The Horror Honeys: Ash vs Evil Dead - Season 1 Recap

Ash vs Evil Dead - Season 1 Recap

The Good, the Bad, and the Guy With the Gun

A Horror TV Honey Groovy Recap by Jennica

Listen up, you primitive screw-heads! It has now been a week since the Season 1 finale of Ash vs. Evil Dead and my mind is still blown as if it were shot with a boomstick. The even mixture of old gimmicks and props with newly added characters and plot developments is enough to give fans of the Evil Dead trilogy the nostalgia that they crave as well as the intrigue of awaiting the next surprise as the series continues.

Like most fans of the cult classics, I am well versed in the details of Ash's past and the concept of Deadites and the Necronomicon. That being said, there were times during this first season of the television series when I feared its potential for redundancy. But the new team of writers and directors with the guidance of Sam Raimi proved that there is still plenty more story to be told and we do not know as much as we think we might know about the root of all evil. And due to the addition of unfamiliar characters now forcing their way into Ash's life, we see that even Ash still has room for development.

While we anxiously await Season 2, let's take a look back at the good, the bad, and the guy with the gun in Season 1...

The Good

The series brings back that warm fuzzy feeling living within Evil Dead fans with each prop acting as a security blanket and the cabin in the woods as an old friend. Although the original 1982 cabin is no longer standing, the resemblance between that cabin and the one designed for the television series is uncanny. The set design crew used actual blueprints for the original cabin to create the exterior and examined the first two films to replicate the interior from the cellar door all the way down to specific items leaning on the shelves. Ash returns to the cabin to find that it looks untouched since he left it, which is also what many fans expected from a follow-up to the Evil Dead films.

Ahhh, home sweet home. 
However, the series also introduces a few new characters who help as well as occasionally hinder Ash on his trek back into the woods to restore order to the earth. Pablo (Ray Santiago) and Kelly (Dana DeLorenzo) two of Ash's co-workers at the local Value Mart (it's probably safe to assume that Value Mart bought out S-Mart), join Ash in the battle against demons and Deadites even though Ash considers them a burden at first. But as Ash begins to find value in their combat abilities and in their companionship, they also serve the purpose of maintaining balance to his often swollen ego. While Pablo resembles Evil Dead fans with his idolization of Ash, Kelly is quick to roll her eyes and keep Ash grounded.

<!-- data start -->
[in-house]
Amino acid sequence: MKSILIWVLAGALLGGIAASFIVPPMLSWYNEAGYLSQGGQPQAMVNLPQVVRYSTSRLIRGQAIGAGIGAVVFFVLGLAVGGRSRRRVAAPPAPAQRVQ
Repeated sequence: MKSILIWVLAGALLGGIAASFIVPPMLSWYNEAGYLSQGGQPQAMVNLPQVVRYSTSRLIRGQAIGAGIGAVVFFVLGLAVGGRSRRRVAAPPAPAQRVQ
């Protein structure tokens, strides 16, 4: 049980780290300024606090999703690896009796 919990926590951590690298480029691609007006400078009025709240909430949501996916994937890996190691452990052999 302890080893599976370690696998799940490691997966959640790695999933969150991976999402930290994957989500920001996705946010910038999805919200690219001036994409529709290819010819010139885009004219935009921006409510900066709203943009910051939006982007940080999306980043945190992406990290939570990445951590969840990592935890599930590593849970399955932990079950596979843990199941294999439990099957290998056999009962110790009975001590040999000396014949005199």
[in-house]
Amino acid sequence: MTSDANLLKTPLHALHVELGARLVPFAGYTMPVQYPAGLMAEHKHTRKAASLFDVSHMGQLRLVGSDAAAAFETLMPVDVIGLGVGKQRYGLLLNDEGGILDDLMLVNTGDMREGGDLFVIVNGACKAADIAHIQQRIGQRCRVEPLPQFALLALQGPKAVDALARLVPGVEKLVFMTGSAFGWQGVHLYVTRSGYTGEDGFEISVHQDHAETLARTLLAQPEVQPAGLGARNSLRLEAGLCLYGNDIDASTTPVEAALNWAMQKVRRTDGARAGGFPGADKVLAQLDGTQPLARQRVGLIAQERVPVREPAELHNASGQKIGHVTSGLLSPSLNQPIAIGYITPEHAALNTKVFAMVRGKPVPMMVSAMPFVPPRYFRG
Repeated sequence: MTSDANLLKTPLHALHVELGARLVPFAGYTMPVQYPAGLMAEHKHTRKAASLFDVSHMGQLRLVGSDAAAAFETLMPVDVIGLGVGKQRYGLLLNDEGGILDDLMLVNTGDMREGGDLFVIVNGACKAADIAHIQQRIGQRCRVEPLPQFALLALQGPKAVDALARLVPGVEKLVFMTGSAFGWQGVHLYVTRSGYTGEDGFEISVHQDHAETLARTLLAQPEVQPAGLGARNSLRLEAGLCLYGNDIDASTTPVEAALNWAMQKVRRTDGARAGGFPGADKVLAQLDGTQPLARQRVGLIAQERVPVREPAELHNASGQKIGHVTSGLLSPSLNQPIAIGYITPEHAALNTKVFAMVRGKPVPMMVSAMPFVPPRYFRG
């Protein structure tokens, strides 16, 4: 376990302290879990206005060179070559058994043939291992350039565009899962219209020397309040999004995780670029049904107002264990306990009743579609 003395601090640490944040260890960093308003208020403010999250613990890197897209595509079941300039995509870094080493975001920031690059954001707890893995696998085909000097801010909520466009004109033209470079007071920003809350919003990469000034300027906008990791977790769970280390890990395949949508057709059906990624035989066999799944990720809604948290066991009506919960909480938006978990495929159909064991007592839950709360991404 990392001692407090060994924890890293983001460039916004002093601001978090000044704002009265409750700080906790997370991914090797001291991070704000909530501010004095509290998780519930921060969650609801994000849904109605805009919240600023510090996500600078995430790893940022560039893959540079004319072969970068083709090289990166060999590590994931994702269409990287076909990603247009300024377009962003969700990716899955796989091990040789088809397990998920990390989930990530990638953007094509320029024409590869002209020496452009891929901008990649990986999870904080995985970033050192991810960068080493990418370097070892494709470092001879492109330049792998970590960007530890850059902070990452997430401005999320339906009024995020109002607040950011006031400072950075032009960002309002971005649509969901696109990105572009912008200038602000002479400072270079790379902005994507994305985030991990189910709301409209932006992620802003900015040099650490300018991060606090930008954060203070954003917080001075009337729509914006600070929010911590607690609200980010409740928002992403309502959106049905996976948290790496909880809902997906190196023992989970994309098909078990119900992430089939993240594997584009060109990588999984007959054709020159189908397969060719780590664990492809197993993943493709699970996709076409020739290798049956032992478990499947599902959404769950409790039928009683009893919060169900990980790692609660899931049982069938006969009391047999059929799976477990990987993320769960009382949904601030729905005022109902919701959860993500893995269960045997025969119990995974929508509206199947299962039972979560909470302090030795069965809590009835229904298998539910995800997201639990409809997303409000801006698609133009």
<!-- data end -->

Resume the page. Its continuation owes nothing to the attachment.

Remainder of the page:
In addition to Ash's new compadres, he is also greeted by a new nemesis. Years ago, if anyone were to tell me that I would be watching another television series with Bruce Campbell AND Lucy Lawless, I would have told them to stop drinking the bong water. Alas, the two have reunited and bad never felt so good. Lawless plays the role of Ruby, whose family owned the cabin... or so she claims. Throughout the majority of the season, Ruby's intentions for catching up to Ash are somewhat vague despite the subtle hints that she cannot be trusted such as her devilish red muscle car speeding down the roads blaring Omen-esque operatic music in contrast to the classic rock n' roll coming from Ash's Oldsmobile.
You'd be out for blood too if you spent the 90s wearing heavy armor.

Editors fangirl note: LOVE YOU LUCY
Of course, the season would not be complete without Amanda Fischer (Jill Marie Jones), Ash's new love interest. However, like all of Ash's previous failed romances, Amanda gets real ugly.

In line with the fresh meat introduced, the team of writers and directors raise their glasses to the-- until somewhat recently-- under-acknowledged massive population of women who love the Evil Dead films as Ash seems to be quite outnumbered by fierce female characters. Outstanding performances by Dana DeLorenzo, Jill Marie Jones, and veteran of bad-assery Lucy Lawless show Ash -- for the first time ever-- surrounded by women who do not need saving. Stick that in your shotgun and smoke it!

Finally, one of the most reassuring qualities of Ash vs. Evil Dead is that it extends the knowledge already possessed by fans regarding the Necronomon and the Deadites and leaves all jaws to the floor in the end. Just when diehards think they know everything about the Book of the Dead's innerworkings, they are schooled for the first time in thirty years. And now that the book's author is revealed and it is now known that the Deadites are mere child's play compared to other forces being conjured, the series contains solid grounds for continuity into the second season.